Is there a carrier you would love to testify in court against?

I cannot answer that because I do not think of insurance companies as being either good or bad. They are only as good (or bad) as those individuals who are making decisions for them in a given instance, and even then the good (or bad) decision may be specific to that instant.

You have a talent for explaining complicated risk terms. In your experience, which P&C coverage is most baffling to consumers?

Water damage and flood. Flood is excluded in practically every insurance policy (except flood policies), and water damage may or may not be covered. Most people think of the terms synonymously, but they aren’t. The simplest way to think of it is: If the water comes from above (without hitting the ground) it is covered (note that pipes are considered as being above). If the water comes from below (lake, river, stream, ocean), it is not covered. But please read your policy and ask questions of your insurance representative or call a consultant!

You have more than a few designations, one of which is the Chartered Property & Casualty Underwriter. Has the role of underwriting changed much from when you last practiced it?

There are fewer underwriters now, but they are extending specific yet limited underwriting authority to more general agents (or some form or position of limited underwriting authority) that specialize in a particular industry or product offering.

What emerging technology keeps you up at night from a litigation standpoint?

The same as everybody else: cyber risk. The risks are emerging at the same rate as the technologies.

Speaking of cyber, you recently published a whitepaper on “Cyber Risk & Insurance.” The Ashley Madison hack is now correlated to at least two suicides; where do you think insurers should draw the line?

The same place they draw the line with the idea that, if you attend a baseball game, you might get hit by a foul ball. A person does take some risk by subscribing to any service or website – yes, there is an implicit, if not explicit, responsibility (in the form of statutes) to protect people’s privacy but some activities carry innate risk that insurance can only partially address.

Favorite quote/s:

“Everything’s Gonna Be Alright” (Muddy Waters and others) and “It is always getting too late and then it is.” I hope I made that one up, but I’m sure I’ve heard it somewhere, and it resonated.

When you are not working, you are most likely…

Playing with my seven grandchildren or playing the harmonica.

What are you most excited about at the moment?

That I feel happy, healthy and terrific! A phrase made famous by a former insurance professional and fellow lover of Chicago, W. Clement Stone.

No Vaccine for Social Media Theft

Whether you are new to college, single and dating or newly divorced (because you panicked and confessed when news of the Ashley Madison hack hit the media), I’ll bet there is at least one socially transmitted disease you haven’t started worrying about: identity theft.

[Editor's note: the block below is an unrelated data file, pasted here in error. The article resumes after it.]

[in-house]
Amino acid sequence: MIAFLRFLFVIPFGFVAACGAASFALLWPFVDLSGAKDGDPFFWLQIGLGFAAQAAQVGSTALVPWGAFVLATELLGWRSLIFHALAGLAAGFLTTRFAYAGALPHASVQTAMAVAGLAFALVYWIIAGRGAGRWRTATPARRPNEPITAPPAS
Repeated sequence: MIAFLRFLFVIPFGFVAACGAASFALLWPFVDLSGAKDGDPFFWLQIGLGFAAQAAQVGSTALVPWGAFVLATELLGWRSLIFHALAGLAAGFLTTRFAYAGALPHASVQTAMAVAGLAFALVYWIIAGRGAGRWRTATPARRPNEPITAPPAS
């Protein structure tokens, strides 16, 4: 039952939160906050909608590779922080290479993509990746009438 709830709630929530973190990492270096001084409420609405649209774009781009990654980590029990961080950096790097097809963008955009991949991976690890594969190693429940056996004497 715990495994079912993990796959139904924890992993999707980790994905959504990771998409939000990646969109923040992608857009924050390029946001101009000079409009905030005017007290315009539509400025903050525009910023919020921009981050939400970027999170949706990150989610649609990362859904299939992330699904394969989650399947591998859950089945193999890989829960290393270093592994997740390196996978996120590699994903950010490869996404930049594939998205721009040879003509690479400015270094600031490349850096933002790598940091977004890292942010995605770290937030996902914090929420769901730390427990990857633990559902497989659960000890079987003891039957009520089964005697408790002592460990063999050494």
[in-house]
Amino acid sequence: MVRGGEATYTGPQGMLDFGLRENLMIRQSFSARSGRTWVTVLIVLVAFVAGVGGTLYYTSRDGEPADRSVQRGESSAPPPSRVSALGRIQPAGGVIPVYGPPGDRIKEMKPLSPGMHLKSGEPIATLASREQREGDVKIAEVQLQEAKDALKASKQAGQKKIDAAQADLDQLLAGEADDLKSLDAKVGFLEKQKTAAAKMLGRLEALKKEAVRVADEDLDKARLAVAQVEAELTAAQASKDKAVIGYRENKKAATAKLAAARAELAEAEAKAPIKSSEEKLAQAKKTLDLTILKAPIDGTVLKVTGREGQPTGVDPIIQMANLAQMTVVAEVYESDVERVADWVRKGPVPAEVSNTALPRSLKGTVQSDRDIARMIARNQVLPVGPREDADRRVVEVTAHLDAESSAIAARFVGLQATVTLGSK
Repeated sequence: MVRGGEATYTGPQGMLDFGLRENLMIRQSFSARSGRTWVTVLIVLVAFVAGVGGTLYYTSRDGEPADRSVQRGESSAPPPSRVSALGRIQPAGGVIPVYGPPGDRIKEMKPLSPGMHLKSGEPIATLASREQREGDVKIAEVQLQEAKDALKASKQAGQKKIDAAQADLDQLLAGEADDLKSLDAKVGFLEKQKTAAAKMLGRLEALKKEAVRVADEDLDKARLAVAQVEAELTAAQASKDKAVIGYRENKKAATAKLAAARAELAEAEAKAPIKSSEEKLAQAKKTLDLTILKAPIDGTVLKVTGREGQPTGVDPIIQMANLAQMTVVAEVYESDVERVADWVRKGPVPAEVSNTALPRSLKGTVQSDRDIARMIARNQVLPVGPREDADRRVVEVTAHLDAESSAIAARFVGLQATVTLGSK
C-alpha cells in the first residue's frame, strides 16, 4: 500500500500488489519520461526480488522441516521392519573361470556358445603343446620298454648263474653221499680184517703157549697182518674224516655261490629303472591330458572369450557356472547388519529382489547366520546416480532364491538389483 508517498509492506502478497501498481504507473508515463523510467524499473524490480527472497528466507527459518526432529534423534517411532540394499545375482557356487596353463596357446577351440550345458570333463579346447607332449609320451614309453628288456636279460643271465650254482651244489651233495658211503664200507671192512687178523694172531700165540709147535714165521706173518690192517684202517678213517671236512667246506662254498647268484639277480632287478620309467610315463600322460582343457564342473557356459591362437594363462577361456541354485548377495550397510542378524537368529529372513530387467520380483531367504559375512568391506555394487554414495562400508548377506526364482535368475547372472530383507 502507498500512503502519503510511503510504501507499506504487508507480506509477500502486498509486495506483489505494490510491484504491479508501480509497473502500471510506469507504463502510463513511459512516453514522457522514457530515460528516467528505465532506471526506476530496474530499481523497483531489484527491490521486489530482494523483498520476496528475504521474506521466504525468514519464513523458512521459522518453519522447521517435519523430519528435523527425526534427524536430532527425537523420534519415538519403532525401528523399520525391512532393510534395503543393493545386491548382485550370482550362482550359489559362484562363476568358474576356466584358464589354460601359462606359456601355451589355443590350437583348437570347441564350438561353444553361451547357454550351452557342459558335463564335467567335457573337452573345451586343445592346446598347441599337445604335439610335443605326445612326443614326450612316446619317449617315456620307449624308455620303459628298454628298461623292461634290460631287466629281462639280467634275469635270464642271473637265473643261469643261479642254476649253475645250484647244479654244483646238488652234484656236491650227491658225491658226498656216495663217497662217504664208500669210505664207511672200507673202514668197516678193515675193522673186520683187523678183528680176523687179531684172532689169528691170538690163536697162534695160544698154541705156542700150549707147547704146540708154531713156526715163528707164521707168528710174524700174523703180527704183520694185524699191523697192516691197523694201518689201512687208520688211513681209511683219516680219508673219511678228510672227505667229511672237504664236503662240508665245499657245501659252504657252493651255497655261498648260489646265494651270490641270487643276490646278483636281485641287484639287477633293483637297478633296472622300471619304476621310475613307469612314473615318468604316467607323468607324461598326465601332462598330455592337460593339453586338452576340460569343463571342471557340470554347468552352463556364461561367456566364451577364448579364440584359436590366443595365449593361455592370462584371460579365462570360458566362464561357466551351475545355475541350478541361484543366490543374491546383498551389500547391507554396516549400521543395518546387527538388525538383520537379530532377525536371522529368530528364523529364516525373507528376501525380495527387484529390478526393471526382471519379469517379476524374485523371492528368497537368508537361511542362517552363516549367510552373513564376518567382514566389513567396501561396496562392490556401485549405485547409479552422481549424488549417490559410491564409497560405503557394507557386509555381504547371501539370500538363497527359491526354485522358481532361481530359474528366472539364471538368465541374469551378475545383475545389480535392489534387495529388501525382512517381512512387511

If you use Facebook, you’re making easy work for identity thieves. The same goes for the whole cosmos of social media whether you favor Twitter, Instagram, Reddit, Pinterest, YouTube or LinkedIn or prefer to Tumblr your thoughts, preferences and predilections to anyone who cares to know what they are. The more you put out there in publicly viewable spaces, the more your personal identity mosaic is exposed. An identity thief’s day job is piecing together that mosaic into a passable, or usable, version of you: one that will get through the authentication process of financial, medical or governmental organizations.

The echo of another kind of disease here is intentional. Like the more widely known kind of STD, the socially transmitted diseases that fall under the rubric of identity-related crimes are contracted by unsafe personal information practices. Unlike the more familiar variety, where safety is taught in high school, tacked to college community boards and heralded by countless other media new and old, not as many people these days know how to stay as safe as possible from the threat of identity theft, especially online.

How to practice “safe social”:

  1. Don’t overshare. It’s okay to let the world know you’re on vacation so long as you have a great security system at home or you have a house sitter. Traditional trespassers use social media to know when houses are unguarded. It is far better to share the memory than report the experience as it’s unfolding.
  2. Be careful when posting pictures. While it’s fun to brag about a purchase—whether that be a diamond ring, a car or the smartest TV on the market, just be aware that anyone following you now knows where they can get your newest trophy or indulgence for free.